“Totally Fake”: NCERT Director Rubbishes Bias In School Textbook Revisions
New Delhi: NCERT, the apex advisory body of central and state governments, is facing criticism for “rationalizing” school textbooks by removing chapters ‘Kings and Chronicles’ and ‘The Mughal Courts’ from the CBSE medieval history textbooks for Class 12. In school education, today it says it is a professional exercise to help students affected by the epidemic and has no political motive.
“As we explained last year too, there has been a lot of learning loss due to the Covid pandemic and students have been traumatized. It was felt as a responsibility to the society and the nation, to help the stressed students. The content load in textbooks should be reduced,” NCERT director Dinesh Prasad Saklani told NDTV.
He said experts felt that some chapters overlapped in subjects and classes, adding that some sections were removed to reduce the content burden on students.
Mr Saklani said there were no new books and the revisions made last year by the advisory board which had been justified at length last year would continue this academic year.
“A process has been adopted which is completely professional,” he said.
The NCERT director vehemently denied the allegations that the changes were made to suit a particular ideology.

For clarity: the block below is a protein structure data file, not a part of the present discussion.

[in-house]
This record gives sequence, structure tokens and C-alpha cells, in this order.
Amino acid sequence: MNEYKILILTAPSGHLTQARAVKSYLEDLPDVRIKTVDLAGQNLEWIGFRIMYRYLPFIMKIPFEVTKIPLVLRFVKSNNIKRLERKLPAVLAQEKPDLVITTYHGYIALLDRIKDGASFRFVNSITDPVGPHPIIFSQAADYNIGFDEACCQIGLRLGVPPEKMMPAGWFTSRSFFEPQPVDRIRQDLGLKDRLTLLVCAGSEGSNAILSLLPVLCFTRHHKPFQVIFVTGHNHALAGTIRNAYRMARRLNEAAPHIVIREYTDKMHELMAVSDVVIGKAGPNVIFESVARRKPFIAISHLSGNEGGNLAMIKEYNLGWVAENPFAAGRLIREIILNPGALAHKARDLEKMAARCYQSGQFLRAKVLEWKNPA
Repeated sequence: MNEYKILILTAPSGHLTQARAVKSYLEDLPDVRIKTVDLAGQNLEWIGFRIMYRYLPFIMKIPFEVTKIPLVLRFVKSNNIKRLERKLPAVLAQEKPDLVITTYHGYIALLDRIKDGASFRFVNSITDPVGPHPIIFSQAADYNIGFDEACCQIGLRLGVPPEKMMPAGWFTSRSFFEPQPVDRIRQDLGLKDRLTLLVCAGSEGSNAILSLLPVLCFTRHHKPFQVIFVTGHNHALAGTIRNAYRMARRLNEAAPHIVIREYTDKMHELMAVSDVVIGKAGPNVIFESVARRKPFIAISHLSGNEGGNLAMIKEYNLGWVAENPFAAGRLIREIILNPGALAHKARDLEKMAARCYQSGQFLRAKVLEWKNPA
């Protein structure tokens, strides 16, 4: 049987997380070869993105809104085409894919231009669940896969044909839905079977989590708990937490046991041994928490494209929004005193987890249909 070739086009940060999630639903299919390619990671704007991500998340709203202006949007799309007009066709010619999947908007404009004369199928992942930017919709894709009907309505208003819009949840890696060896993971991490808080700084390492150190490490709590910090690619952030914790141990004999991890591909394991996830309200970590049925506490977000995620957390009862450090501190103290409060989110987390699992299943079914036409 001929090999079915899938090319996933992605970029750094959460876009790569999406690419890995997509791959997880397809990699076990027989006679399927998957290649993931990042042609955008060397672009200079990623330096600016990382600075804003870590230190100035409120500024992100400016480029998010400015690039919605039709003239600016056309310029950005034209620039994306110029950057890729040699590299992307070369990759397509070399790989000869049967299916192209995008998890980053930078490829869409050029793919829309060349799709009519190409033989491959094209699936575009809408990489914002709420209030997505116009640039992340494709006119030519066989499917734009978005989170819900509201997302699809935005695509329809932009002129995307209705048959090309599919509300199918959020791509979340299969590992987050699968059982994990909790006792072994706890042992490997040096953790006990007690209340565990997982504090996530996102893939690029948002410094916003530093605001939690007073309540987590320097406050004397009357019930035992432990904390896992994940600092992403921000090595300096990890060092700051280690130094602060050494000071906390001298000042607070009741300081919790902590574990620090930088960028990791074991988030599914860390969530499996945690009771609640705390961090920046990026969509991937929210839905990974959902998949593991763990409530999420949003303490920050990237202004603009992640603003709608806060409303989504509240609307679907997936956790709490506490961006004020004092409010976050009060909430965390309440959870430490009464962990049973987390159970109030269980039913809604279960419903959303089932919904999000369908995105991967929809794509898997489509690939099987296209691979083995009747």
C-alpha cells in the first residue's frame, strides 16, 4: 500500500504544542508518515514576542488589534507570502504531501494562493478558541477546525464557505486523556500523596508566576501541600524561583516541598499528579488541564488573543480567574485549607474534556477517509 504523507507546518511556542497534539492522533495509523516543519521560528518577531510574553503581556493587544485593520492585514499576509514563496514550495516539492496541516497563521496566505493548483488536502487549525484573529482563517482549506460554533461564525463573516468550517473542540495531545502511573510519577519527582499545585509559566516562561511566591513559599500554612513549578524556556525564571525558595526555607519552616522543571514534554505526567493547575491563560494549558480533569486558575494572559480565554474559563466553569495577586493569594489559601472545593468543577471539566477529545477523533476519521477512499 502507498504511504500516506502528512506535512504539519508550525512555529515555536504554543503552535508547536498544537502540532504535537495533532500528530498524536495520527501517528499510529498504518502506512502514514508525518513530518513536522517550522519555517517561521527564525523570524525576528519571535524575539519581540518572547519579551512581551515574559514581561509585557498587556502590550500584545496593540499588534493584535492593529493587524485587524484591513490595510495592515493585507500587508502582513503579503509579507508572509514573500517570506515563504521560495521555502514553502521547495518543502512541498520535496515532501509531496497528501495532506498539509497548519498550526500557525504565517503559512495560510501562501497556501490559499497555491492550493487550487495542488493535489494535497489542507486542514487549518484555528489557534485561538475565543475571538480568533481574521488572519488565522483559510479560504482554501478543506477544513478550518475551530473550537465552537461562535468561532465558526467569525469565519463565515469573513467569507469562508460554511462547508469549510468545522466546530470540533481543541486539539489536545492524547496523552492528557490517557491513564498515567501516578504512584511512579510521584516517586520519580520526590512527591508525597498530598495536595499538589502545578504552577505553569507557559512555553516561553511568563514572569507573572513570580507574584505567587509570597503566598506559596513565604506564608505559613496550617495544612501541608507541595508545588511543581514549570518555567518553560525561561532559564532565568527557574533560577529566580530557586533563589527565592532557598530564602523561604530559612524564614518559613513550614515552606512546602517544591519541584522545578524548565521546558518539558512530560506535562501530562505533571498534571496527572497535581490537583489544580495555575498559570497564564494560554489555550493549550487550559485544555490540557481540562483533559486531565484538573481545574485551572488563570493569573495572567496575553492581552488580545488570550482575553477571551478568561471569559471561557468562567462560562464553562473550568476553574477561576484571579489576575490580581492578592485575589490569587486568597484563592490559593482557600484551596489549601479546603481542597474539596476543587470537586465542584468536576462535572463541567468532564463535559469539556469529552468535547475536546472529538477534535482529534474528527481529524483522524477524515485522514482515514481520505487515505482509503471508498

“Textbooks are being rewritten to suit a particular ideology is a completely bogus and baseless argument. Last year, NCERT gave a very detailed explanation about the process and deleted content for three months, so there is no logic in bringing up this debate now. . There is no bias. It is an assumption by certain people. , I don’t know why,” he said.
A number of controversial changes were announced when the Central Board of Secondary Education (CBSE) rationalized its syllabus for the start of 2022 in April. Apart from schools under CBSE, some state boards also use NCERT textbooks.
Listing the changes, NCERT, in a note, said, “The content of the textbooks has been rationalized for various reasons, including similar content in other subject areas in the same class, content being included in lower or higher classes on the same topic.”